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The Quest for Fairness

by Robert VerBruggen

Race and Economics: How Much Can Be Blamed on Discrimination?, by Walter E. Williams (Hoover, 174 pp., $14.95)

For decades, economist Walter E. Williams has been touting the benefits of free markets, arguing that they’re not only economically efficient, but also the best way to improve the lot of the poor. He returns to that line of argument in Race and Economics, a collection of essays that are connected only loosely — all they have in common is some relation to the two topics in the book’s title. Most of them simply reiterate points that Williams has made many times in his illustrious career: Occupational-licensing laws make it hard for people with low skill levels, a group that includes a disproportionate number of minorities, to start barbershops and other businesses; minimum-wage laws make it too expensive for businesses to hire this same group of people; labor unions have often conspired to keep out competition from blacks; and so on. As an introduction to these ideas, the book works extremely well.

The most radical and interesting chapter is the final one, “Racial Terminology and Confusion,” a discussion of discrimination. This essay covers a lot of ground: Williams critiques the way such words as “prejudice” and “segregation” are thrown about in our public debates, and he convincingly argues that real racial differences, not any kind of bias, are to blame for many racial gaps (such as those in mortgage lending and neighborhood grocery-store prices).

Most notable, though, is Williams’s contention that it should be legal for private businesses to discriminate on the basis of race. Unfortunately, Williams never makes the boundaries of this argument clear: Were anti-discrimination laws wrong from the start, or have they outlived their usefulness? Should they be eliminated entirely, or scaled back to prohibit only the most extreme forms of prejudice (“blacks need not apply”)? What is clear from the chapter, however, is his belief that businesses should be allowed to factor race into their hiring decisions, at least in many circumstances.

Of course, even 50 years after the civil-rights era, many businesses still do this, as proven in sociological experiments using “matched pairs”: Researchers send out white and black actors to apply for jobs, and these actors all claim to have the same qualifications. Alternatively, to avoid the possibility that white and black actors might behave differently while applying, some researchers send out otherwise identical résumés with stereotypically white or black names. Both methodologies consistently show that black applicants get fewer callbacks.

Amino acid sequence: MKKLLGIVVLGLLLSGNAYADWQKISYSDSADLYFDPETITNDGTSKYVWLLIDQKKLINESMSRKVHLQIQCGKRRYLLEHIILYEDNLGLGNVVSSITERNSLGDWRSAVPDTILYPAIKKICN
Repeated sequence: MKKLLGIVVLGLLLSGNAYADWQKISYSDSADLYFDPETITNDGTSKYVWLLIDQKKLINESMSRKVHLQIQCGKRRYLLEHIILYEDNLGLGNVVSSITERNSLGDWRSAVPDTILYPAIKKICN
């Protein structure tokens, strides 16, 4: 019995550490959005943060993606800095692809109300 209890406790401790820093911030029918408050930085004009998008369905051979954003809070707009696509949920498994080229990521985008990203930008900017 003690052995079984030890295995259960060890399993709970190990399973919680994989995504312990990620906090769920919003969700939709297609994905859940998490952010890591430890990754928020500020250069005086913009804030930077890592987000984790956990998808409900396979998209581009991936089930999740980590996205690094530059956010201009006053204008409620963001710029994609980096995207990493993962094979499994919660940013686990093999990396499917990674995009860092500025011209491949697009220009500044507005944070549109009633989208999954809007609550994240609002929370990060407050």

When faced with this research, most conservatives and libertarians blurt out an accusation of “pseudoscience”; mumble something about illegitimacy, school choice, or ending the drug war; and change the subject. Refreshingly, Williams takes a closer look at the evidence instead.

What these studies miss, he argues, is that black and white applicants who look equal on paper tend to be unequal in other ways. For example, let’s say a business owner needs to hire someone with a high-school-level writing ability, so, to screen applicants, he requires a high-school diploma. Unfortunately, he will soon discover that this does not eliminate race as a consideration: On standardized tests, black students in the twelfth grade write about as well as white students in the eighth grade. Even if he holds no animus toward blacks whatsoever, this business owner might decide to start (illegally) discriminating against them, rather than go through the costly process of finding and implementing a better screening process. This is what some have called “rational” discrimination.

But to Williams, this isn’t merely an explanation for a bad behavior that has proven difficult to stop — it’s essentially a justification. Unfortunately, his arguments for seeing it this way will be unconvincing to anyone who doesn’t already agree with him.

The greatest problem with seeing employers’ rationality as a justification for their racial discrimination becomes clear when one looks at the situation from the standpoint of a job applicant. Yes, blacks and whites who are equal on paper tend to be unequal in actual skills — but what about blacks who have worked hard to ensure that they are equal in skills? Without anti-discrimination laws, the message sent to these blacks is that they have to jump through higher hoops than whites to achieve the same thing.

With any other minority group, that might be written off as an inevitable cost of efficiency in a free-market economy: If they don’t like the way they’re treated, they can leave, but they can’t deny businesses an effective hiring tool. But that is not a message our society should be sending to a group with blacks’ history, not if we view them as full and equal American citizens and expect them to view themselves as such — and further, under the Constitution, it would be difficult to grant this protection to blacks without granting it to all racial groups.